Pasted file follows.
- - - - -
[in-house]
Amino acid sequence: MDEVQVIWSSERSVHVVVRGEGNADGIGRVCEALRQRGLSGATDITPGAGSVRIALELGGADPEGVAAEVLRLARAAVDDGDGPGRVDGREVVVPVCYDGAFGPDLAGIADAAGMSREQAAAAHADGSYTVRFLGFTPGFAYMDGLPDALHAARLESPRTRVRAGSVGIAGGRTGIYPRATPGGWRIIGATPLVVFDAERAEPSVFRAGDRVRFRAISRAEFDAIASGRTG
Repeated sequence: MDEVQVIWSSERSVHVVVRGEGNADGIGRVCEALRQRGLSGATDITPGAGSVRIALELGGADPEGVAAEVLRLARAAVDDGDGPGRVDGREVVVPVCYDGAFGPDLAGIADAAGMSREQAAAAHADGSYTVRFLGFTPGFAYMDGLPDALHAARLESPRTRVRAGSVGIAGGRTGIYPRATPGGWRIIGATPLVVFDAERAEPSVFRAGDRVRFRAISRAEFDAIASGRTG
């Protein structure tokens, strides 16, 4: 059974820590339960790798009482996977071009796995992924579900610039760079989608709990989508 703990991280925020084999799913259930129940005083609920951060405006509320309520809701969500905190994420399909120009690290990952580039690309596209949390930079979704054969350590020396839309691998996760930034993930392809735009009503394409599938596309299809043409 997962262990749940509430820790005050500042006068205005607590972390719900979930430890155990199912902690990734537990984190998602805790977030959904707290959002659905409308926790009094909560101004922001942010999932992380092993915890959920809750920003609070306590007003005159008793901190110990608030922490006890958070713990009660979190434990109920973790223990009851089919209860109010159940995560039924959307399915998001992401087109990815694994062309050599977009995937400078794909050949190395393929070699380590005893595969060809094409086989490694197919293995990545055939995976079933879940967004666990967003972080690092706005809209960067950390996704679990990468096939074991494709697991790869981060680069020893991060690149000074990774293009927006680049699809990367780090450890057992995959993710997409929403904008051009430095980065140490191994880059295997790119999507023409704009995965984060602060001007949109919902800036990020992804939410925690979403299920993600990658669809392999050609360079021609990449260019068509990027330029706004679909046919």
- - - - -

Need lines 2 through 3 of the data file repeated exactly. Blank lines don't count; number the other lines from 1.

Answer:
Amino acid sequence: MDEVQVIWSSERSVHVVVRGEGNADGIGRVCEALRQRGLSGATDITPGAGSVRIALELGGADPEGVAAEVLRLARAAVDDGDGPGRVDGREVVVPVCYDGAFGPDLAGIADAAGMSREQAAAAHADGSYTVRFLGFTPGFAYMDGLPDALHAARLESPRTRVRAGSVGIAGGRTGIYPRATPGGWRIIGATPLVVFDAERAEPSVFRAGDRVRFRAISRAEFDAIASGRTG
Repeated sequence: MDEVQVIWSSERSVHVVVRGEGNADGIGRVCEALRQRGLSGATDITPGAGSVRIALELGGADPEGVAAEVLRLARAAVDDGDGPGRVDGREVVVPVCYDGAFGPDLAGIADAAGMSREQAAAAHADGSYTVRFLGFTPGFAYMDGLPDALHAARLESPRTRVRAGSVGIAGGRTGIYPRATPGGWRIIGATPLVVFDAERAEPSVFRAGDRVRFRAISRAEFDAIASGRTG